As mainstream interest in nostalgia and irony piqued, the time had come to embrace our heritage styles instead of hiding from them. To do this, we partnered with a younger-focused retailer and relaunch an exclusive capsule collection. Sporting a new logo celebrating our milestone, the collection was supported with marketing featuring our original brand story. Over the next two years, the brand found its way into articles in the New York Times and Wall Street Journal and in mainstream consumer publications like Glamour and Vogue. Needless to say, our media impressions skyrocketed and the brand was back on the map.
Hands down, having a rich brand story is something that sets you apart from the competition. So, find a way to authentically share yours. Spend time going through your brand’s archives, talk to your long-standing employees, gather images, and curate this in a way that celebrates your heritage. Even if you’re a start-up brand, you have a story to tell. Need some inspiration, take a look at what Planter’s has done to bring back one of its fan’s favorite snacks.
Food brands telling their brand story well: Clover Sonoma (Videos from famers), Impossible Burger (Mission behind the brand), Vital Farms (Direct storytelling, transparent supply chain), Planter’s (Honoring heritage favorites)
Shift Perceptions with Images
In the case of my fashion outdoor experience, images changed everything for us. To capture a new look for the brand we used a press event as a backdrop and set-up a mock-photoshoot. Using our product, a professional stylist, and models the photographer was asked to have fun shooting while guest watched and mingled. The images we brought back had a dramatic impact on everyone and set the tone for the future direction of the brand. Looking through those images, I’m still amazed at what we accomplished with a limited budget, few models, a fun photographer, and a fresh perspective.
If adding a photo next to an item on a menu increases its orders by 30%, imagine what great images can do across all channels. Images can move mountains but more importantly, it helps your target audience retain your brand long after it was seen. If fact, 65% more! Applying this with the hottest food trends, there are creative ways to capture product beyond traditional food photography. Take a look at what Carl Warner did with Tenderstems.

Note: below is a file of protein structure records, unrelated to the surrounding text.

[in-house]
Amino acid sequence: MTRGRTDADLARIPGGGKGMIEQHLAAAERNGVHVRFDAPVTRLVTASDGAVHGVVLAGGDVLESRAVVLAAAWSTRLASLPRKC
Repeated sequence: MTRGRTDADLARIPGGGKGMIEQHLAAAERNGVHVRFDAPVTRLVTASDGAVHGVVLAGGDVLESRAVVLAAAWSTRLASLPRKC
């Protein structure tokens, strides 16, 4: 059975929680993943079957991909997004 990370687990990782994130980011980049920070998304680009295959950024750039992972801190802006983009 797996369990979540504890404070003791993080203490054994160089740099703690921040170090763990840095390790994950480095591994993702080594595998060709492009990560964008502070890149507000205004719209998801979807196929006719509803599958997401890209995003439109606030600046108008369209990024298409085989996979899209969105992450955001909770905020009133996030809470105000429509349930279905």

Food brands using powerful images: Tenderstems (Creative Food Photography), Barnum’s Animal Crackers (PETA approved package image), Unicorn Superfoods (Shockingly bright and colorful), Oreo (Super Bowl social media)
Fill the Right Distribution Channels
As the year progressed, things were on fire in my corner of the fashion outdoor world. The brand had finally become part of mainstream conversations. Media coverage declared us the hot product of the season. It was a PR dream. But, was our work converting more sales? And if that wasn’t the case, was our effort still considered a success?
With all the brand excitement, we should have been sold out. But unfortunately, this wasn’t the case. Consumers couldn’t find the product! It took another year to align our retail channels, develop a product segmentation strategy, and complete our assortment.
Sure, you’ve secured your channels of distribution and you’ve fought for premium shelf space. Since 7 out of 10 shoppers still visit a physical store, you’re in good shape. Right? Wrong. Times are changing and the younger generation holds some serious buying power. The question to ask is, do your current channels of distribution match the next generation’s path to purchase? If not, it’s time to fill the gaps. The story of pretty much every meal kit service demonstrates importance of the right distribution.
Food brands elevating their distribution strategy: Meal Kit Companies with grocery partnerships, V8 Hydrate (online-only launch)
Don’t Just Wait for the Next Wave, Use the Momentum to Create Future Success
Throughout all my experiences I’ve learned being relevant doesn’t just happen, brands have to create (and maintain) their place within everyday conversations. Sometimes this happens organically while other times it can feel like you’re waiting for that darn pot to boil.
Being relevant takes persistence. It requires insight in food trends and a commitment to your brand identity and values. But, perhaps above all, it demands you continuously evolve authentically with your customers. So, what story will you be telling from here? Might I suggest being bold and beginning with who you’ve always been?